If you haven’t yet decided what living plan is best for you, this blog post may help: 5 Factors to Consider When Finding the Right-Sized Home for Your Retirement. Getting locked into the wrong situation can easily lead to retirement FOMO.
Live How You Want to Live in Retirement
Your budget will have to accommodate your retirement lifestyle. Do you plan to travel extensively or frequently entertain family and friends? Will you have expensive hobbies? Only you know how you want to live, and the years before retirement give you the opportunity to start sampling (and pricing) a new lifestyle.
Your financial advisor can help you fill any holes in your plans and address concerns before you take the leap. Whether it’s inflation, healthcare costs, budget gaps or other risks, the more you can plan in advance, the better your chances of living the retirement lifestyle you desire – and avoiding retirement FOMO!
Budgeting for Retirement
Once you decide your residence preferences, the next step should be to create a post-retirement budget and give it a test run for a few months. Social Security might not play that big a role in your lifestyle plans, but you should include it in your projected cash inflows. Add your income from your retirement accounts and your investment portfolio. Talk with your financial advisor about whether you want to liquidate some of your financial assets, like a second home or rental property.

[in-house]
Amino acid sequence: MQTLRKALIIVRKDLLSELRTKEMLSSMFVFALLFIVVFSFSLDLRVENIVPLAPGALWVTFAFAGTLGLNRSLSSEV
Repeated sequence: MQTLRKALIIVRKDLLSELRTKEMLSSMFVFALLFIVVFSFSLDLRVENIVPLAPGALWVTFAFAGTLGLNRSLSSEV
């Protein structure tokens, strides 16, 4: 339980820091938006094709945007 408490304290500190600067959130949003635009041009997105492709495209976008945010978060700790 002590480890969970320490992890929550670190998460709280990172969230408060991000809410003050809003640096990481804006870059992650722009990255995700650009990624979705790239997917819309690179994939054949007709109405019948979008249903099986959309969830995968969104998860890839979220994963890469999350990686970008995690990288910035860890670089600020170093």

Protecting Your Capital
In an ideal retirement, you should structure your wealth to preserve your capital while living on the income that your capital generates. Typically, this translates to a portfolio heavily weighted toward fixed-income investments, but with sufficient equity to keep up with inflation. Your fixed-income investments can provide you with part or all of the cash you need to fund your retirement lifestyle.
Retirement planning can be complex. Discuss your options with a financial advisor you trust.
If you’re not currently working with a financial advisor or are ready for a second opinion, contact PAX Financial Group to see how we can help. It’s important that your finances are working hard to make your retirement dreams a reality. No one wants to suffer from retirement FOMO.